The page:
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How are you? Hoje o podcast tem, só para variar, dois idioms do inglês pra lá de comuns – e é a vez da palavrinha off. Listen and enjoy :-)
How are you? You’re listening to the new episode of the Inglês Online podcast. Download the Inglês Online app at the Google Play Store or the Apple Store – search for “inglês online Ana”. Thank you for telling everyone you know about this podcast and, enjoy!
OK. So, I love our first idiom of today. I love that I’m talking about it on this podcast because, you’ll see, it’s not a difficult expression to understand and it’s not hard to say or pronounce at all! However, it’s not really an idiom that lots of students learn – I don’t see it really being taught even to intermediate students… Maybe even advanced students! So, let’s get started.
Our first idiom is off-putting. When you say that something is off-putting, what you’re communicating is something like “This thing here makes me dislike that thing; it makes me want to go away or not get involved with it.”
An easy example: your friend offers you a beautiful sandwich, and you’re so hungry. The sandwich’s got everything you like: two slices of crunchy bread, a bit of lettuce and tomato, some mayo, melted cheese and let’s say, salami… It looks so yummy to you. Gorgeous! Then, your friend says: “You know what the best thing about this sandwich is? There’s a layer of mussels between the salami and the cheese. Yum!”
Now, I don’t know if you know what mussels are – they’re a kind of seafood. And granted, lots of people love oysters and mussels, and all kinds of seafood and that’s all fine; other people however can’t stand the idea of it. And for the sake of this little story, you are now one of them.
(By the way: to see a picture of what mussels look like, have a look at the episode over at the Inglês Online website.)
OK, on with the story: so you hate mussels. And you were really looking forward to eating that sandwich. Now your friend has told you that there are mussels mixed in with the cheese and… that is just so off-putting to you! Knowing that there’s a bunch of mussels in the middle of that yummy-looking sandwich is seriously off-putting. Quite simply, you don’t want to eat that sandwich anymore. You’re looking at it differently now. It’s not the same sandwich. That beautiful image of the sandwich that was making you salivate has now been shattered, just like a glass window being hit by a million rocks. OK, I think you get the idea.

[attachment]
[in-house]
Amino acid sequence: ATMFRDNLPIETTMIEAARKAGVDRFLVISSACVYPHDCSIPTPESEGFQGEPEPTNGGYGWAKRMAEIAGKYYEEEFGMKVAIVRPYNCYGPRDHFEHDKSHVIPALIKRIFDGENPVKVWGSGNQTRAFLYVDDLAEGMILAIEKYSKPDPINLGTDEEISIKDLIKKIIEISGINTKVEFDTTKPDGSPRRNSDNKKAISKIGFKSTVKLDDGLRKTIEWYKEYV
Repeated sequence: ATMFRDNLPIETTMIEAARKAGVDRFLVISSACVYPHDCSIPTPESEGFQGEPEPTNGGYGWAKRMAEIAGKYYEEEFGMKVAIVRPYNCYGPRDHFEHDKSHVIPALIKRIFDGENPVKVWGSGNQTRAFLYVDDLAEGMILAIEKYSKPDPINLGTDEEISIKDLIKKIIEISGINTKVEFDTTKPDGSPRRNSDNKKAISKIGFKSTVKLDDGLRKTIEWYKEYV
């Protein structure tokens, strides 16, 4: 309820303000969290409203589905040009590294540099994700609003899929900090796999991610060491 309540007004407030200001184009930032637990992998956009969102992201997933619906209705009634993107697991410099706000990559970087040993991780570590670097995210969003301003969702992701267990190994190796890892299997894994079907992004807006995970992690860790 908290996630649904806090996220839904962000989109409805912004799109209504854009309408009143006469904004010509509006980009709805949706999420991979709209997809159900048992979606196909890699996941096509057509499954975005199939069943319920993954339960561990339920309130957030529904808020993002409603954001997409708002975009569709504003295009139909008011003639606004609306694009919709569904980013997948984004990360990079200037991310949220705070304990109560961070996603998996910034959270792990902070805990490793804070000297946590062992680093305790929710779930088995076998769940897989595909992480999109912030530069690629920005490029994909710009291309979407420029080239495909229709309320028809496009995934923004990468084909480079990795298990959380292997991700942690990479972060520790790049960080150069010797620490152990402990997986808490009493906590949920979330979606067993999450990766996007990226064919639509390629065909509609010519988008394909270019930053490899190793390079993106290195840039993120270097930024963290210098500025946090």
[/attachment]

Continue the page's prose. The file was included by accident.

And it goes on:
If this has been hard for you to imagine because you’re someone who loves mussels, just picture a food that you really dislike and imagine that someone stuffed that thing in the middle of your favourite sandwich or something. Let’s pick a different food… Say, tomatoes. Some people can’t stand tomatoes – I’ve met a few of them in my life.
So, listen to this: tomatoes put you off. They’re off-putting to you and another way of saying it is, tomatoes put you off. Basically, “off-putting” is the adjective, so you say that something is off-putting to you or to your cousin, to your friend and so on. And then, you can talk about that thing that is off-putting to you by saying that… it puts you off.
Sometimes a dish doesn’t look very good. It may taste delicious, but its appearance is off-putting and it makes you not want to eat it. The appearance puts you off eating that food.
I heard someone on TV say once that one of her friends had a complicated relationship with her boyfriend, and their relationship put this person off having a relationship. It’s like, she looked at their relationship and thought “Oh, their relationship is off-putting. It puts me off wanting to have a relationship.”
Smell is something that can frequently put people off doing something. So here’s my question for you: what is the one ingredient that puts you off eating a dish, if that ingredient is present? Tell me! See you soon.
crunchy = crocante
mayo = maionese, maneira informal da palavra mayonnaise
can’t stand something = não suportar, aguentar ou tolerar algo
for the sake of this story = para o propósito dessa história
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